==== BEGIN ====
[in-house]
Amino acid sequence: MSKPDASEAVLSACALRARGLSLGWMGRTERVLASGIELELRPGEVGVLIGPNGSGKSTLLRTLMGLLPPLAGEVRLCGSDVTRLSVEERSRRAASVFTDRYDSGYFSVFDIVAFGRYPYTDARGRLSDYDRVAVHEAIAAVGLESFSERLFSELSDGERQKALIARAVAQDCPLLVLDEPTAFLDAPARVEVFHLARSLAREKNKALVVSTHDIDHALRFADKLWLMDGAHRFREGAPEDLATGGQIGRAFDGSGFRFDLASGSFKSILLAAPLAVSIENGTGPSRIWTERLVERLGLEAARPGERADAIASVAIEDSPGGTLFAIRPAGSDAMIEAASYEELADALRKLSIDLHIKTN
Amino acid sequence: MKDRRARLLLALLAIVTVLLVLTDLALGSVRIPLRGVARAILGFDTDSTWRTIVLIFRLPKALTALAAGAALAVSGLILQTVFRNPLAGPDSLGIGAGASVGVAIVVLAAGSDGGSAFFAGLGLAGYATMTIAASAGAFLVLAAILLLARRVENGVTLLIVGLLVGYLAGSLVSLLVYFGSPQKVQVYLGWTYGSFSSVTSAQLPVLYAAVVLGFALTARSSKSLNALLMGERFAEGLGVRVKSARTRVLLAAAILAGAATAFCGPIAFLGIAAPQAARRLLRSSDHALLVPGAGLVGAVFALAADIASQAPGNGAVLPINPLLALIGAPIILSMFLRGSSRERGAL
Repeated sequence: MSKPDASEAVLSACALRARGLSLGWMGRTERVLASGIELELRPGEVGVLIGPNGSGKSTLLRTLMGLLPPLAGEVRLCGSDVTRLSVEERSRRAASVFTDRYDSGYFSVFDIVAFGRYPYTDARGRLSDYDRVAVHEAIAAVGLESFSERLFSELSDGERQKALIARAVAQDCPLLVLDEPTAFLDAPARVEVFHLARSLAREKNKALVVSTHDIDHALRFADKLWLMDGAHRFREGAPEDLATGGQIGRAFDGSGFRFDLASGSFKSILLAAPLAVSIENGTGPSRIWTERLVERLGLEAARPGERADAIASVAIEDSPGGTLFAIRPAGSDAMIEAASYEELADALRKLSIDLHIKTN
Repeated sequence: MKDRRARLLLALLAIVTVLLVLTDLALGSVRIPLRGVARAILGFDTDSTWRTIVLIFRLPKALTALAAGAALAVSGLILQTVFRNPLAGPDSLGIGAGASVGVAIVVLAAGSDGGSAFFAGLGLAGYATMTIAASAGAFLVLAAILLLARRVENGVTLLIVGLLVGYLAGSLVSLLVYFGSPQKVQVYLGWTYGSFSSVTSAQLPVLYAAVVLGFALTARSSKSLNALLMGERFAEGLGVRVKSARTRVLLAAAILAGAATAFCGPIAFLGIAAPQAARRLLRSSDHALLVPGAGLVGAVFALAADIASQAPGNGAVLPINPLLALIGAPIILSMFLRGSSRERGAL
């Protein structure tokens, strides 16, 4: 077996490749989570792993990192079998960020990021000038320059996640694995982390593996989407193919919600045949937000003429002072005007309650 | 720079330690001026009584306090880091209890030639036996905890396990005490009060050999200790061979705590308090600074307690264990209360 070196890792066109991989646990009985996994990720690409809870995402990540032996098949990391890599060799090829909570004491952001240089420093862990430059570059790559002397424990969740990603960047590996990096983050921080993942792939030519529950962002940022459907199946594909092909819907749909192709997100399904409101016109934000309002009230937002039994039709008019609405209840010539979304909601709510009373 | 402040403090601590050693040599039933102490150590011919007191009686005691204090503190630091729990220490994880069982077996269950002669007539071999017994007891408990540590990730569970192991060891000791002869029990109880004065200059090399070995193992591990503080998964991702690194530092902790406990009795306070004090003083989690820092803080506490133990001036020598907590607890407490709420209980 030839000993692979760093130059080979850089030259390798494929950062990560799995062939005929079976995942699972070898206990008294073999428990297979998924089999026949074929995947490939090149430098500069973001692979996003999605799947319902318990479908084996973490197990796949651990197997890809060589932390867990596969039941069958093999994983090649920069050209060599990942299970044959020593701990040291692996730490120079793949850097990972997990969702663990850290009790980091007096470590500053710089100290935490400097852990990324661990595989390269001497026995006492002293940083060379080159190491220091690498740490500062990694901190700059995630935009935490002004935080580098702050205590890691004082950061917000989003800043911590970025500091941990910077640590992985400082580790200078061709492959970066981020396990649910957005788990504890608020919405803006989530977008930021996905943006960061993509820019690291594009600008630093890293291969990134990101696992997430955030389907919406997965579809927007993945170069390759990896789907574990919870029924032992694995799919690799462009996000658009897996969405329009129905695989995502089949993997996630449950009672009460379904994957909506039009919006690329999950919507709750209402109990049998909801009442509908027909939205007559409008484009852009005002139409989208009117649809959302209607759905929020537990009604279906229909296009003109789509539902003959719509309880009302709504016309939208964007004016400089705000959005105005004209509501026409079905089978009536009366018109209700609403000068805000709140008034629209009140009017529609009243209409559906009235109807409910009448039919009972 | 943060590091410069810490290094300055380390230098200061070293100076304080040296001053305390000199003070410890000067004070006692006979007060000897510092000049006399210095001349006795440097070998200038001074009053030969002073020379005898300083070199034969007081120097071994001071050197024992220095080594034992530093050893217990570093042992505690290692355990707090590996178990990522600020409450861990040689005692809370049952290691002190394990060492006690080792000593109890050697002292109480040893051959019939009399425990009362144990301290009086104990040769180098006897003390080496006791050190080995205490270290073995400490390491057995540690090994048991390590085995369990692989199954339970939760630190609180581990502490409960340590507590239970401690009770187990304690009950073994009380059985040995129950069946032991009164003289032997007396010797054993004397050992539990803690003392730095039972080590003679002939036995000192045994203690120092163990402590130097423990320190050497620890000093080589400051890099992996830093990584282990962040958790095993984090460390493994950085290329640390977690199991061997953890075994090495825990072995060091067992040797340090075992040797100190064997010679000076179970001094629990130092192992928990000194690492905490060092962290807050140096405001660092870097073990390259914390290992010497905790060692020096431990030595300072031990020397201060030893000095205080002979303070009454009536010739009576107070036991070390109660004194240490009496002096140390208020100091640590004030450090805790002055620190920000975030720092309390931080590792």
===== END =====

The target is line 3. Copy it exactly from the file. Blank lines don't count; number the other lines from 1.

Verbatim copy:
Amino acid sequence: MKDRRARLLLALLAIVTVLLVLTDLALGSVRIPLRGVARAILGFDTDSTWRTIVLIFRLPKALTALAAGAALAVSGLILQTVFRNPLAGPDSLGIGAGASVGVAIVVLAAGSDGGSAFFAGLGLAGYATMTIAASAGAFLVLAAILLLARRVENGVTLLIVGLLVGYLAGSLVSLLVYFGSPQKVQVYLGWTYGSFSSVTSAQLPVLYAAVVLGFALTARSSKSLNALLMGERFAEGLGVRVKSARTRVLLAAAILAGAATAFCGPIAFLGIAAPQAARRLLRSSDHALLVPGAGLVGAVFALAADIASQAPGNGAVLPINPLLALIGAPIILSMFLRGSSRERGAL